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Sep 19 2019

20 Formulas for Basic Configuration of Operational Amplifier Common Design

Although there are many types of amplifiers, different amplifiers are suitable for interfacing with different types of sensors, but most complex amplifiers are built by combining operational amplifiers.

In almost cases today, op amps are configured in different ways using a feedback network to calculate the input signal. There are 20 formulas used to calculate. Figure 1. Voltage Follower

Note: Buffer High Impedance Signal and Low Impedance Load Figure 2. In-phase Op Amp

Note: In-phase Signal Amplification Figure 3. Reversed-phase Op Amp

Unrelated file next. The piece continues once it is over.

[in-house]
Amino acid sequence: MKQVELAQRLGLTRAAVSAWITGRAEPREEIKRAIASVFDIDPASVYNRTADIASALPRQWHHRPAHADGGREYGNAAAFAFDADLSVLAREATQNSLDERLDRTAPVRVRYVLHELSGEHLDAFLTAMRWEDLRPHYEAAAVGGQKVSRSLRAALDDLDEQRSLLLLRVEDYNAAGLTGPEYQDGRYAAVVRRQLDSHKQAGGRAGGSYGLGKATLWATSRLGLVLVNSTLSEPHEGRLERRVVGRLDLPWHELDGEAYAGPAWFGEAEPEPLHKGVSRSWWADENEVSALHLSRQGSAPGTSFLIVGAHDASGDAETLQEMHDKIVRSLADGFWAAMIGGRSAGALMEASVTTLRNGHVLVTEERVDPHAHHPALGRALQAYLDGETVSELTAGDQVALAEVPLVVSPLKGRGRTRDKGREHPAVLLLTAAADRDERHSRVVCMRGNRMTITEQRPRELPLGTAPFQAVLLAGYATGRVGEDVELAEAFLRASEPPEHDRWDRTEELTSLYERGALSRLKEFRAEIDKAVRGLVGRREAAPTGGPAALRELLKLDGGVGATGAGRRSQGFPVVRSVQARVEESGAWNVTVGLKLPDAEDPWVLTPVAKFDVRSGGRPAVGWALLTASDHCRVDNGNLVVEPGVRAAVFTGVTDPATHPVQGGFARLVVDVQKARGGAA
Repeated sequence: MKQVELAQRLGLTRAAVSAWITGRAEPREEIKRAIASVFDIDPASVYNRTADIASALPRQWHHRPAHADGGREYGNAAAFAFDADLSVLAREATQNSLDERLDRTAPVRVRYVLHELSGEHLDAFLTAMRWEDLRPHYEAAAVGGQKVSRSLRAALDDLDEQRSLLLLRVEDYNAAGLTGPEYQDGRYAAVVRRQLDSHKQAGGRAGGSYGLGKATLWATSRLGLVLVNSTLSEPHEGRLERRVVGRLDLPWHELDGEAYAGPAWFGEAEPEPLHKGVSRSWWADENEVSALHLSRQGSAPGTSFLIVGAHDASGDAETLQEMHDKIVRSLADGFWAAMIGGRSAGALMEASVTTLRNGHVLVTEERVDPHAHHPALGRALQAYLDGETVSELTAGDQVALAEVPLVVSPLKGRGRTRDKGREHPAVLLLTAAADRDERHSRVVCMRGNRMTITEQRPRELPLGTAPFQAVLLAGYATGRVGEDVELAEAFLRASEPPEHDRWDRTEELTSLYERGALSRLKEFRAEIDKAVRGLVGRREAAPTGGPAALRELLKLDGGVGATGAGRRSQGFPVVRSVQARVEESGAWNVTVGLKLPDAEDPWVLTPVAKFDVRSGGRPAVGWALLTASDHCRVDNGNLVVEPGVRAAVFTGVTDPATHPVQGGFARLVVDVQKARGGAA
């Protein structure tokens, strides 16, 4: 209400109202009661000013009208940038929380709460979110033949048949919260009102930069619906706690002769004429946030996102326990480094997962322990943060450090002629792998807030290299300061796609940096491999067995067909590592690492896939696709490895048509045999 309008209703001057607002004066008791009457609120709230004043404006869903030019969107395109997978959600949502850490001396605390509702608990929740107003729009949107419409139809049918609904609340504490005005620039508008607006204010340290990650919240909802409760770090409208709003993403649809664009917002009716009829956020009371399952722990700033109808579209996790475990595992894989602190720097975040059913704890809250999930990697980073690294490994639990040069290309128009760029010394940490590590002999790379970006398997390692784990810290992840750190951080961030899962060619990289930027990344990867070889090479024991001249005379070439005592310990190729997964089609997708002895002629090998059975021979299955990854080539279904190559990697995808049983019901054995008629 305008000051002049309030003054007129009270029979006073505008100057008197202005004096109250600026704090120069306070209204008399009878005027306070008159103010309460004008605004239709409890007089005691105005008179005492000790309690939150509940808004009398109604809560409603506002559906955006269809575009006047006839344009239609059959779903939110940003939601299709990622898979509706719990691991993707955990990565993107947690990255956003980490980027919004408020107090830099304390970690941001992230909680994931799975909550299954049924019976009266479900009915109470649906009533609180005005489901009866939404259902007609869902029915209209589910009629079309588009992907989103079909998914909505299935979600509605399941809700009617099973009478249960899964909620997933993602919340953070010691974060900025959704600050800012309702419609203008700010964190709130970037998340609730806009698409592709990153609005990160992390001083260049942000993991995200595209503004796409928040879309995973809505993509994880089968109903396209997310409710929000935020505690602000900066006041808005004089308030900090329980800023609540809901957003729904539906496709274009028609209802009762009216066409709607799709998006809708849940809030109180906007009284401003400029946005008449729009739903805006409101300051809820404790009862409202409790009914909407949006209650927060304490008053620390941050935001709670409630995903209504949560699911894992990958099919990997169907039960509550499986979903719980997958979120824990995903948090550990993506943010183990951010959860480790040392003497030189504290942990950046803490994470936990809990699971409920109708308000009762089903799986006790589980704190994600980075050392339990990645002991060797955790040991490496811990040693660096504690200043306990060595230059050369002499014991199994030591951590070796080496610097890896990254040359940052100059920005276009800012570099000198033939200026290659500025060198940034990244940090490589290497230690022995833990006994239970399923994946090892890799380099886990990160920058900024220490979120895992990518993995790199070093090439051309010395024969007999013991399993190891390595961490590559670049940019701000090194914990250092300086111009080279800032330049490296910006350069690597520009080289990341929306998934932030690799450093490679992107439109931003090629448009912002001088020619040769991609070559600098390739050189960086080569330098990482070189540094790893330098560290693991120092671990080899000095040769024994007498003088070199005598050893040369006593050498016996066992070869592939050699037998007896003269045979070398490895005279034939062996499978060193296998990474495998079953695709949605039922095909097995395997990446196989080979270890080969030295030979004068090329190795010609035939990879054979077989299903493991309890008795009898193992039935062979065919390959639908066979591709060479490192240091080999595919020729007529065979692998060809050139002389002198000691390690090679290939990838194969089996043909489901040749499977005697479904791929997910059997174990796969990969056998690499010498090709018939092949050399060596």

Note: Amplify and Invert Input Figure 4. Voltage Subtractor, Differential Amplifier

Note: Amplify the voltage difference and suppress the common - mode voltage Figure 5. Voltage Adder

Note: Summation of Adding Voltage Values Figure 6. Low-pass Filter, Integrator

Note: Limit Signal Bandwidth Figure 7. High-pass Filter, Differentiator

Note: Eliminate DC, Amplify AC Signal Figure 8. Differential Amplifier

Note: Drive Differential Signal to Analog-to-Digital Converter From A Differential or Single-ended Signal Source Figure 9. Instrumentation Amplifier

Note: Amplify the Low Level Difference Signal and Suppress the Common Mode Signal Figure 10. Single State Op Amp Noise

Note: RTO NOISE=NG×RTI NOISE

RTI=Converted to the Input

RTO=Converted to the Output Decibel Formula (equivalent impedance)  Johnson-Nyquist Noise Formula Ohm's Law (DC circuit) Figure 11. Closed-loop Frequency Response (voltage feedback amplifier) Resistance Formulas Reactance Formulas Transformer (step-up or step-down ratio) Impedance Formulas (in series)

Note: RL in series

RC in series

LC in series

RLC in series Voltage and Impedance Formulas (parallel connection)